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WPR News: Wisconsin’s minimum wage workers locked out of affordable housing

WPR News, July 16, 2019: Wisconsin’s minimum wage workers locked out of affordable housing

Wisconsin is in the midst of an affordable housing crisis, so much so that someone earning the minimum wage can’t afford a basic two-bedroom apartment anywhere in the state.

Wisconsin’s minimum wage is $7.25, whereas the housing wage — the cost for comfortably affording a home — is $16.77 an hour, on average, for a two-bedroom apartment. That number increases to $17.65 in Milwaukee County and $21.02 in Dane County.

As part of an effort to renew discussions about affordable housing, the Wisconsin Partnership for Housing Development will participate in A Home for Everyone 2019, a two-day conference in Eau Claire that will look at the host of issues housing instability can lead to.

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Redlining and Neighborhood Health

Before the pandemic devastated minority communities, banks and government officials starved them of capital.

Lower-income and minority neighborhoods that were intentionally cut off from lending and investment decades ago today suffer not only from reduced wealth and greater poverty, but from lower life expectancy and higher prevalence of chronic diseases that are risk factors for poor outcomes from COVID-19, a new study shows.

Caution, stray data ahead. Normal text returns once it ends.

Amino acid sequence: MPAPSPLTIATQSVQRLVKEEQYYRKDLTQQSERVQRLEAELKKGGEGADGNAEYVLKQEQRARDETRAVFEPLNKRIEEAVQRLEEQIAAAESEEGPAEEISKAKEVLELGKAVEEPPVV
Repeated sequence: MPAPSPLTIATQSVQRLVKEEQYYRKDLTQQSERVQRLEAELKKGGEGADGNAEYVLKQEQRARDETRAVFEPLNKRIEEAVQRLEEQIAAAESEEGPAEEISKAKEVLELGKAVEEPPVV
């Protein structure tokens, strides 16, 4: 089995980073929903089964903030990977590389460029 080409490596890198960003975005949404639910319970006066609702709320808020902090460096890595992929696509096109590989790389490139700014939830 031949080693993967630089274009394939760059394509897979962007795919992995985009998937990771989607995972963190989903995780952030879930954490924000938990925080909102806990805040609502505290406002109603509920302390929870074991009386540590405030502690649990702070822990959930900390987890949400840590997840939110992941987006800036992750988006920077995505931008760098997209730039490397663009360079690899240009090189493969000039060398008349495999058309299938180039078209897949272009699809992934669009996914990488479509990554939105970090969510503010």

The new study, from the National Community Reinvestment Coalition (NCRC) with researchers from the University of Wisconsin–Milwaukee Joseph J. Zilber School of Public Health and the University of Richmond’s Digital Scholarship Lab, compared 1930’s maps of government-sanctioned lending discrimination zones with current census and public health data.

Table of Content

  • Executive Summary
  • Introduction
  • Redlining, the HOLC Maps and Segregation
  • Segregation, Public Health and COVID-19
  • Methods
  • Results
  • Discussion
  • Conclusion and Policy Recommendations
  • Citations
  • Appendix

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